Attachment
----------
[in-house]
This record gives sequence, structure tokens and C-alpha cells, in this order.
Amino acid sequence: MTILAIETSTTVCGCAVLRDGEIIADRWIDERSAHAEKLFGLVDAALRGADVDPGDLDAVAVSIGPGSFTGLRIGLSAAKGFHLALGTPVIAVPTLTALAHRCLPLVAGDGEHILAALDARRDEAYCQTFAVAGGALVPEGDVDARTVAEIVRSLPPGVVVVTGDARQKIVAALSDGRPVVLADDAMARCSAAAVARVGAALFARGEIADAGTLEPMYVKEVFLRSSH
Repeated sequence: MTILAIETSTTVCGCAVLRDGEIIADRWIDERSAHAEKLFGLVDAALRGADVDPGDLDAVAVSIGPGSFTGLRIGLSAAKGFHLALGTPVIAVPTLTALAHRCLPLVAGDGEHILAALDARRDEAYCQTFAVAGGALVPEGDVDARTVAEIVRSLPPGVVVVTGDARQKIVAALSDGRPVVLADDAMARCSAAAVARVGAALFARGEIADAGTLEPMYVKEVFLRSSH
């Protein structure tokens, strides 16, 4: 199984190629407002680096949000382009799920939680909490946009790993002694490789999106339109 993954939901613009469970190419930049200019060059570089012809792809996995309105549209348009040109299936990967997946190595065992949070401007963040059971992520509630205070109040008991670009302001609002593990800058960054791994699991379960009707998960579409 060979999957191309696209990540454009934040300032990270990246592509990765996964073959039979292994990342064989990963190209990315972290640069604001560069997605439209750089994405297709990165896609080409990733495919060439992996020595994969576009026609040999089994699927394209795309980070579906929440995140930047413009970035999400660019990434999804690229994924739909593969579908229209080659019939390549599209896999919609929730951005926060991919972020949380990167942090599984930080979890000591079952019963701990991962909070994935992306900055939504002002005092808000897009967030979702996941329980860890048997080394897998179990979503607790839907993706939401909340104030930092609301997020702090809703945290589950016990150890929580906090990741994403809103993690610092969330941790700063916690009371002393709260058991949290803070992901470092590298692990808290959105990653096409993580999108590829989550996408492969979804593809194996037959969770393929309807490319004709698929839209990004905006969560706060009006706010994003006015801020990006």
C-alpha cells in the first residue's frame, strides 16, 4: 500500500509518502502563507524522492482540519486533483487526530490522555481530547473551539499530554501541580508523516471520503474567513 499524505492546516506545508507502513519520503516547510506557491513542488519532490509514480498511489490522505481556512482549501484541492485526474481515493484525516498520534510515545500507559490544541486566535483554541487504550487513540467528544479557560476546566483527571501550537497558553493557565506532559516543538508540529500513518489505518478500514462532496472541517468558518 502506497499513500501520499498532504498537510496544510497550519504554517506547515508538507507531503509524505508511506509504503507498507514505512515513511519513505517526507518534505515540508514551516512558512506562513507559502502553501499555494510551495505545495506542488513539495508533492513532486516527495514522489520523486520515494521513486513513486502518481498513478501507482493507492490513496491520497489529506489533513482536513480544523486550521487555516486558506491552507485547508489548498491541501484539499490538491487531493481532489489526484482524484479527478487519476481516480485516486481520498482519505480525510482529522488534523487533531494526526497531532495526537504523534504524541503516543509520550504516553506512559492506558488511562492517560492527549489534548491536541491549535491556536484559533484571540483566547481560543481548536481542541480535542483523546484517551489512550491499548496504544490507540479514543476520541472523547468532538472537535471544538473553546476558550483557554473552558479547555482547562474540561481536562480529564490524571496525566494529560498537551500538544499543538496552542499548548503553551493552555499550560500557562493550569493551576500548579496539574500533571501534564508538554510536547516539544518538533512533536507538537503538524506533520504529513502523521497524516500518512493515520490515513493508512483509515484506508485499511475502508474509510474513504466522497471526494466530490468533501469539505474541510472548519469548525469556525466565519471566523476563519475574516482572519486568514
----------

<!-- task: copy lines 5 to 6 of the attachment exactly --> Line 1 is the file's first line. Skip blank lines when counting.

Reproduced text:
């Protein structure tokens, strides 16, 4: 199984190629407002680096949000382009799920939680909490946009790993002694490789999106339109 993954939901613009469970190419930049200019060059570089012809792809996995309105549209348009040109299936990967997946190595065992949070401007963040059971992520509630205070109040008991670009302001609002593990800058960054791994699991379960009707998960579409 060979999957191309696209990540454009934040300032990270990246592509990765996964073959039979292994990342064989990963190209990315972290640069604001560069997605439209750089994405297709990165896609080409990733495919060439992996020595994969576009026609040999089994699927394209795309980070579906929440995140930047413009970035999400660019990434999804690229994924739909593969579908229209080659019939390549599209896999919609929730951005926060991919972020949380990167942090599984930080979890000591079952019963701990991962909070994935992306900055939504002002005092808000897009967030979702996941329980860890048997080394897998179990979503607790839907993706939401909340104030930092609301997020702090809703945290589950016990150890929580906090990741994403809103993690610092969330941790700063916690009371002393709260058991949290803070992901470092590298692990808290959105990653096409993580999108590829989550996408492969979804593809194996037959969770393929309807490319004709698929839209990004905006969560706060009006706010994003006015801020990006």
C-alpha cells in the first residue's frame, strides 16, 4: 500500500509518502502563507524522492482540519486533483487526530490522555481530547473551539499530554501541580508523516471520503474567513 499524505492546516506545508507502513519520503516547510506557491513542488519532490509514480498511489490522505481556512482549501484541492485526474481515493484525516498520534510515545500507559490544541486566535483554541487504550487513540467528544479557560476546566483527571501550537497558553493557565506532559516543538508540529500513518489505518478500514462532496472541517468558518 502506497499513500501520499498532504498537510496544510497550519504554517506547515508538507507531503509524505508511506509504503507498507514505512515513511519513505517526507518534505515540508514551516512558512506562513507559502502553501499555494510551495505545495506542488513539495508533492513532486516527495514522489520523486520515494521513486513513486502518481498513478501507482493507492490513496491520497489529506489533513482536513480544523486550521487555516486558506491552507485547508489548498491541501484539499490538491487531493481532489489526484482524484479527478487519476481516480485516486481520498482519505480525510482529522488534523487533531494526526497531532495526537504523534504524541503516543509520550504516553506512559492506558488511562492517560492527549489534548491536541491549535491556536484559533484571540483566547481560543481548536481542541480535542483523546484517551489512550491499548496504544490507540479514543476520541472523547468532538472537535471544538473553546476558550483557554473552558479547555482547562474540561481536562480529564490524571496525566494529560498537551500538544499543538496552542499548548503553551493552555499550560500557562493550569493551576500548579496539574500533571501534564508538554510536547516539544518538533512533536507538537503538524506533520504529513502523521497524516500518512493515520490515513493508512483509515484506508485499511475502508474509510474513504466522497471526494466530490468533501469539505474541510472548519469548525469556525466565519471566523476563519475574516482572519486568514